The Cameron County Bail Bond Board prohibits bail bond companies from approaching people to ask for business in a police station, jail, prison, detention facility or anywhere on state, city or county property where people are detained by law enforcement.Ironically, "A warning sign on the door advises bondsman of the county regulation." So essentially as one walks through the police department into the municipal court in Brownsville, one receives the implicit message, fair or not, that this is a place where the law is honored mostly in the breach. A comparable image might be a "No smoking" sign on the wall with "throngs" of smokers casually puffing away around it. Or the corner near my neighborhood where years ago the city put up "Drug Free Zone" signs under which teenagers stand around slinging dope. Except this operation is going on literally inside the police department.
Penalties can range from loss of a surety license to a public reprimand or return of the fees charged in the transaction.
The violation is rampant in Brownsville, and allows bondsmen to take advantage of stressed people unfamiliar with the bail system, police and those interviewed for this article said.
The Brownsville Police Department is investigating two complaints received last week regarding bondsmen soliciting clients inside the police department.
On any given morning, throngs of bondsmen are in or near the courtroom inside the Brownsville Police Department, hoping to get business from those arrested the previous night.
The explanations for non-enforcement seem inexplicable, with police saying to stop the practice an "officer has to keep watch." But that's just rationalization. Is there really no bailiff in the municipal court, no clerk? Not a single court officer who could approach bail bondsmen and tell them they have to leave? Even if not, an officer wouldn't even need to be stationed there full time. Dropping by one or two times each morning to chase off the vultures would likely be sufficient - it's not like they'd have to travel far. That's an excuse, not a reason.
Municipal courts handle only Class C misdemeanors which carry no jail time and a maximum fine of $500. But an anecdote was recorded of one Brownsville bail bondsmen (regrettably unnamed by the reporter) who approached a confused woman and convinced her to give him $300 to get her husband released.
[Elane] Flores said she felt vulnerable and desperate that morning, late in December, and too willingly handed over a wad of cash to a stranger. She said the bondsman took the money and walked away without offering a receipt or business card.How did they arrive at the $300 figure? It was "all the cash she had available," the paper reported. The atmosphere surrounding the transaction reminds me of experiences traveling in Turkey where hawkers from hotels and other vendors would mercilessly accost confused tourists with sales pitches the moment they get off the bus. The price of the services offered, like the bail bondsman's in the story, always seemed to vary based on the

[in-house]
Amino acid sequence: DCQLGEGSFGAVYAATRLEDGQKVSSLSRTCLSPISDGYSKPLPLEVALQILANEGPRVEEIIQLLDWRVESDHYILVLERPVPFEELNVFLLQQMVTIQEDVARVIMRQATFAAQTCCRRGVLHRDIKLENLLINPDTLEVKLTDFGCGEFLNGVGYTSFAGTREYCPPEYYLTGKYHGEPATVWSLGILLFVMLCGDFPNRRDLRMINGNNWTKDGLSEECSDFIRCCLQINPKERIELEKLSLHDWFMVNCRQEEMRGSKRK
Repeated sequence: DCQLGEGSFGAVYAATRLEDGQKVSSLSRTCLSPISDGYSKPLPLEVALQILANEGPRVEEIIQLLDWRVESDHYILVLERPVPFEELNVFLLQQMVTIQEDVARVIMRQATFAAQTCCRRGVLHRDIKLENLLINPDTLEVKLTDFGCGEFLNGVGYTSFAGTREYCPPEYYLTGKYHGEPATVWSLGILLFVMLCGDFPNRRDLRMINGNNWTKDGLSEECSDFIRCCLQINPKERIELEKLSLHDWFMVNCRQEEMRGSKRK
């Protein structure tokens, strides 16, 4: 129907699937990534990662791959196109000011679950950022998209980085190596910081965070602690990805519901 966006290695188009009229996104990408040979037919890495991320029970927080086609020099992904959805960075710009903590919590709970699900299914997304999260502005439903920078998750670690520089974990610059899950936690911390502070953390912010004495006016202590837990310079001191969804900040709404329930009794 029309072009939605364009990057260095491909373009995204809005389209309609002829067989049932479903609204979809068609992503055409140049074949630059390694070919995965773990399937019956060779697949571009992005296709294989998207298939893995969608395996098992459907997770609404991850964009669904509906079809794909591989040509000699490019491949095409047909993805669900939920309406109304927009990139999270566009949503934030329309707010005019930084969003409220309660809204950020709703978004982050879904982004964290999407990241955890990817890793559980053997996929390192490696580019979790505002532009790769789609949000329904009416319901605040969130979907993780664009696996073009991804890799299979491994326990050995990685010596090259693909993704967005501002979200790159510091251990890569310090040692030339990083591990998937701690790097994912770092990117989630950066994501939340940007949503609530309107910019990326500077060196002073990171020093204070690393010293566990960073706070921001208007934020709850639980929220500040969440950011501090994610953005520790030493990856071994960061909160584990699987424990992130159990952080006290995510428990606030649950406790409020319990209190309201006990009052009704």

“As soon as he took the money and started leaving, my heart started racing. There was no business card. Everything was sinking in,” Flores said.
The man did bail out her husband, but she was out several hundred dollars. The company did not call her to tell her it posted bond, nor did it openly communicate afterward, she said.
They refunded her $150 of the $300 after she repeatedly complained.
But let's leave aside for a moment WHERE the transaction took place. In Grits' opinion, a bondsman attempting to charge 60% of the maximum fine to get Class C misdemeanants released is little better than a straight-up hustler or con man preying on the vulnerable. If that's legal, it's a legalized swindle, akin to some of the legalized (or at least, unprosecuted and unrestrained) cheating that goes on on Wall Street. To have it taking place inside the police station, however, awards the practice in the public eye with law enforcement's implicit stamp of approval. I'm sure it seems like business as usual to those involved, but to Grits the whole situation appears incredibly cynical and brazen.
How much do you wanna bet the "solution" proposed will be to eliminate the regulation instead of enforce it?
UPDATE/CORRECTIONS: A pair of commenters have corrected two misconceptions in this post: First, the ban on soliciting in the police department isn't just a county reg, as reported in the story, it's a Class B misdemeanor to "solicit bonding business in a police station, jail, prison, detention facility, or other place of detainment for persons in the custody of law enforcement." Second, another commenter informs us the municipal court in this case "handles magistration of all crimes, not only Class Cs," which much better explains the gaggle of bondsmen. Still, Ms. Flores' husband was arrested for public intoxication, a Class C offense, so the critique about charging 60% of the maximum fine amount for Class C bonds still holds.